The integration of many farm enterprises gives farm families several advantages. More crops can be planted in a small space. For example, intercropping and relay cropping can allow a farmer to plant two crops - like a plantation crop and vegetables - in his field at the same time. The production of crops is usually spread over a longer period of the year, allowing for better vegetative cover to protect the soil.
Disadvantages of multiple cropping
Sometimes pests and diseases may get a more favourable environment to flourish, thus damaging and deteriorating crop yields. The presence of crops in the field throughout the year allows crop pests to survive more easily. Some pests can shift from one crop to another. The large number of different crops in the field makes it difficult to weed and spacing to get optimum plant population is not easy.
New technologies such as modern weeding tools and improved varieties may be difficult to be introduced. Also, it is not easy to carryout operations such as spraying. Sometimes it wastes fertilizers that have to be given even to those crops in the mixture, which are less profitable.
Multiple cropping also makes mechanization almost impossible after planting and during harvesting - for example, the use of tractors and combine harvesters, respectively.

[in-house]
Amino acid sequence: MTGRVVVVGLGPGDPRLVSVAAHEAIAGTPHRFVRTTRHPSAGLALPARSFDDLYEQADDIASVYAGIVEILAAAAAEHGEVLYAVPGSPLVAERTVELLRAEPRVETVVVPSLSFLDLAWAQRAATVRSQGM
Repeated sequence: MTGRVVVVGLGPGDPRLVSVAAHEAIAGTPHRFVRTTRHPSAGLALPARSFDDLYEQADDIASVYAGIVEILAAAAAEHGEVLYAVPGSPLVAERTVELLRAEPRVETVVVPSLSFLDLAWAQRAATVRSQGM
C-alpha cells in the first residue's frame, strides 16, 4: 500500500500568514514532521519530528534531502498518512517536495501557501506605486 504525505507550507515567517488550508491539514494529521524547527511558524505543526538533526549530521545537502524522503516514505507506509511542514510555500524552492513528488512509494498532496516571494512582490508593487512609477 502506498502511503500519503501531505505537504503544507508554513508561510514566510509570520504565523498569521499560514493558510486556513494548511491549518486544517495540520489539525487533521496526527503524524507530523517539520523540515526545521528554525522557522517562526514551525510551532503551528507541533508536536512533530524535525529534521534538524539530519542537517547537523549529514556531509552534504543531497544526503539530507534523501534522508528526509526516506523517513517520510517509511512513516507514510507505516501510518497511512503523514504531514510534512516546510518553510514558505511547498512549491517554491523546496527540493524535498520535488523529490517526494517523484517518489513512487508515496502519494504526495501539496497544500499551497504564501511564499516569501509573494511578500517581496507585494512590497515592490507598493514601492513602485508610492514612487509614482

Erosion control and runoff management - growing different types of crops provides a canopy which reduces the impacts of rainfall on the soil and hence, reduction in chances of erosion. Cover for the soil from the other agents of erosion as their leaf falls cover the soil and their roots hold the soils together. Strengthening nutrient cycling mechanism leading to savings in fertilizer use - growing different species varieties of crops help in nutrient cycling and fixation in the soil. These assist in the reduction of other costs and in maintaining the fertility of the soil naturally.
Due to the continuous growing of different crops in the same area, there is maximum uptake of the soil nutrients by the different crops, thus reducing the fertility of the soils.
With the longer growing season required by the cultivation of more crops on the same piece of land, the effects on productivity of environmental changes from one location to another is expected to increase. This is to be expected because variation among locations in terms of water availability, a major determinant of yield. This will lead to more uptake of water by the crops thus depriving the soil of its water.
Annual row multiple cropping leaves the soil bare and exposed to erosion too most of the year, especially when fields are ploughed immediately after harvest thus resulting into soil degradation.